At OMAHA the bombardments did not succeed in damaging the German defenses. This was the better defended sector, also thanks to the terrain with dunes and cliffs higher than the other landing zones. Moreover, the contingent of the 352nd German Division was underestimated, exceeding the previsions of number and quality. The first waves of the 29th and the 1st Divisions US endured enormous losses and with the passing of time the situation did not improve.
The situation was so grave and the progress was so scarce that the High Allied Command considered declaring failed the landing at OMAHA and directing the waiting reinforcements to other shores.
The soldiers' awareness of being destined to a certain death, if they were not able to surpass the line of German defense and to advance, had the upper hand over the objective elements and small groups found the force to move beyond the beach.
Only at the end of the day the bridgehead at OMAHA had been established and strongly defended, even if late by many hours. At Point Du Hoc the Rangers scaled the cliff under enemy fire only not to find the cannons of large caliber, which constituted the objective of their mission.
With GOLD the sector of British competence initiated. At GOLD, SWORD and JUNO the 50th division UK, the 3rd Division CA, the 3rd Division UK and parts of the 79th Armored Division UK did not meet obstacles larger than anticipated despite the presence and the use of 21st German Panzer Division during the day and they began to penetrate into to the interior establishing by the end of D-Day the most extensive and deepest bridgehead of all the sectors. The connection was established with the 6th division paratroopers UK, which formed the eastern flank.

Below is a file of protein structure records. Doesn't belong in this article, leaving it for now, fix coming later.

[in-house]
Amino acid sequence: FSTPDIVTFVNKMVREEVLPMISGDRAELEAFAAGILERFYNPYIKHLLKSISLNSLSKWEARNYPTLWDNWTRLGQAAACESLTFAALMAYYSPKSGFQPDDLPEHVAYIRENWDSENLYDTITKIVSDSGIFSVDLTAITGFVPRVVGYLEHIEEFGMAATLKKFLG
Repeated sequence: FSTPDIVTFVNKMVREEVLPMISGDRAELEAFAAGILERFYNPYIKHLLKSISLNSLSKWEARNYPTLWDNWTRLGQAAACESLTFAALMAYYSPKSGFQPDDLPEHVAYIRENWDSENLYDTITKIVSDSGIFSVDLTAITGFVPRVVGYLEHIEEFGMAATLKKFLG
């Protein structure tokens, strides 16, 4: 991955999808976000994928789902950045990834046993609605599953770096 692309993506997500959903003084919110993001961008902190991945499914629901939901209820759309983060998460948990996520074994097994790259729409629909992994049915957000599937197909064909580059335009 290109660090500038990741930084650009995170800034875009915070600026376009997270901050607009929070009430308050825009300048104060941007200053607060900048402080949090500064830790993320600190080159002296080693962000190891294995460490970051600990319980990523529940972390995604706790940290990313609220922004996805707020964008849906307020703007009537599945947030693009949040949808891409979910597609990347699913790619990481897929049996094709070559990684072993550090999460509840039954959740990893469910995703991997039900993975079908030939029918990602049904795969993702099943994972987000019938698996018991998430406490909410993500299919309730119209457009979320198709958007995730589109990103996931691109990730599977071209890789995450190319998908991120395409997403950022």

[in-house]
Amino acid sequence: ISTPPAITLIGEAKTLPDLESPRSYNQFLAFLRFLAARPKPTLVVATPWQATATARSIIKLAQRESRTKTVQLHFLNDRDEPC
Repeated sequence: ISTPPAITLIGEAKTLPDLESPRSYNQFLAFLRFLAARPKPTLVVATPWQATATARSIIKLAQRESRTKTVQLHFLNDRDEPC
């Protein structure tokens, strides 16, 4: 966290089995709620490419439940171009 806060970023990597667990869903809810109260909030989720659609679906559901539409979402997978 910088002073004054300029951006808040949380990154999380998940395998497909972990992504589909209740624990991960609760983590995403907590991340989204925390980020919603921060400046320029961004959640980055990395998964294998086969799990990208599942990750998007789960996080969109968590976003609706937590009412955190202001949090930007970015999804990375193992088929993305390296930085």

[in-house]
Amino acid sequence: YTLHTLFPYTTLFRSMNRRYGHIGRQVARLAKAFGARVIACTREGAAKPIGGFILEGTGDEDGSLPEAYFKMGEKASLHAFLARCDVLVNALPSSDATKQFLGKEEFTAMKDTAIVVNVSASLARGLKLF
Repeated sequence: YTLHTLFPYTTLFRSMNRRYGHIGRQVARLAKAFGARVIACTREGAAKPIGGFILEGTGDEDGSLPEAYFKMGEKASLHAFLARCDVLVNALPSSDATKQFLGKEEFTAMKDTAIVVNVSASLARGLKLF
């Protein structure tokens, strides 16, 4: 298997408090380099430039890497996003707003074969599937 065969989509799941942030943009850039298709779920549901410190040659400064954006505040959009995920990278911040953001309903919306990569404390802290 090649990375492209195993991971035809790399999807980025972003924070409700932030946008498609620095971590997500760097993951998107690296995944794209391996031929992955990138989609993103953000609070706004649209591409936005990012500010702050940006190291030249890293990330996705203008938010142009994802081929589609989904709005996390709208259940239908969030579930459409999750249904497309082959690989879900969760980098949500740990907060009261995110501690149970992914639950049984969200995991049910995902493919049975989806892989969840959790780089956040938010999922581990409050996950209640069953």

The surprise effect was complete and I think that it is possible to affirm that without this the invasion would have diffcultly succeeded.
If we tried hard not to consider the historical outcome, but we analyzed only the Allied forces, their successes and failures the distance of Allied and Nazi reinforcements from the zone of invasion (it is to be noted for the Germans that 1 panzer division was in Normandy, while another 3 could arrive there in a few hours) we would bet with difficulty on the success of the Allies. At the end of D-Day the more important objectives, the taking of Caen and Bayeux, had not been reached and OMAHA had been a shock.